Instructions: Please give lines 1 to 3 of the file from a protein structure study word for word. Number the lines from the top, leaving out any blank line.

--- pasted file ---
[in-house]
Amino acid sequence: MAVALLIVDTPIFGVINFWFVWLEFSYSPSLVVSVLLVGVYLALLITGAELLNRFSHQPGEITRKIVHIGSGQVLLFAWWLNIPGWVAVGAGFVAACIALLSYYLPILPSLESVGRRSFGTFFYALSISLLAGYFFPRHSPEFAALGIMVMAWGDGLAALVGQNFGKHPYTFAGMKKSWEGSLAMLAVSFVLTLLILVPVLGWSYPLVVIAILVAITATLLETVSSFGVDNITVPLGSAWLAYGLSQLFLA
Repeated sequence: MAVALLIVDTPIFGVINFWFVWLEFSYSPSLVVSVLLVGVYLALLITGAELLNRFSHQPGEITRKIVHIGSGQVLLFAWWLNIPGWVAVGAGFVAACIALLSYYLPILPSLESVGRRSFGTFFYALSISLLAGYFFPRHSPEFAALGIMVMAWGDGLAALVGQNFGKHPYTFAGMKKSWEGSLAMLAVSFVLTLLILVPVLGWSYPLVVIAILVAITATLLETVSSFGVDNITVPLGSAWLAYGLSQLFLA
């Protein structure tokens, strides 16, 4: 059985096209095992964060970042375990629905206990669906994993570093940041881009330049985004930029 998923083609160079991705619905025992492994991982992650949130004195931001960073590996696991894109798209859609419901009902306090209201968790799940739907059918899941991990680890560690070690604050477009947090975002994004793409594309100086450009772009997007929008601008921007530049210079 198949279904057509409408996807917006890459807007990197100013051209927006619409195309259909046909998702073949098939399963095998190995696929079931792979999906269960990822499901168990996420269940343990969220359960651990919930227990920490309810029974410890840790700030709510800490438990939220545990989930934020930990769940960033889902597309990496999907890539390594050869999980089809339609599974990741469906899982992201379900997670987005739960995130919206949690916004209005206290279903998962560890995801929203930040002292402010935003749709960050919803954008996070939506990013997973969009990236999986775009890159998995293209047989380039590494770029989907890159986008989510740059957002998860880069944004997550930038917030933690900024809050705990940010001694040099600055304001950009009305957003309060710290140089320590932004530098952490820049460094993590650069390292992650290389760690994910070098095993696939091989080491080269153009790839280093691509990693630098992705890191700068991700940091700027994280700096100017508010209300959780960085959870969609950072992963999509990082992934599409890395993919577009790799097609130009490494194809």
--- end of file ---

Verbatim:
[in-house]
Amino acid sequence: MAVALLIVDTPIFGVINFWFVWLEFSYSPSLVVSVLLVGVYLALLITGAELLNRFSHQPGEITRKIVHIGSGQVLLFAWWLNIPGWVAVGAGFVAACIALLSYYLPILPSLESVGRRSFGTFFYALSISLLAGYFFPRHSPEFAALGIMVMAWGDGLAALVGQNFGKHPYTFAGMKKSWEGSLAMLAVSFVLTLLILVPVLGWSYPLVVIAILVAITATLLETVSSFGVDNITVPLGSAWLAYGLSQLFLA
Repeated sequence: MAVALLIVDTPIFGVINFWFVWLEFSYSPSLVVSVLLVGVYLALLITGAELLNRFSHQPGEITRKIVHIGSGQVLLFAWWLNIPGWVAVGAGFVAACIALLSYYLPILPSLESVGRRSFGTFFYALSISLLAGYFFPRHSPEFAALGIMVMAWGDGLAALVGQNFGKHPYTFAGMKKSWEGSLAMLAVSFVLTLLILVPVLGWSYPLVVIAILVAITATLLETVSSFGVDNITVPLGSAWLAYGLSQLFLA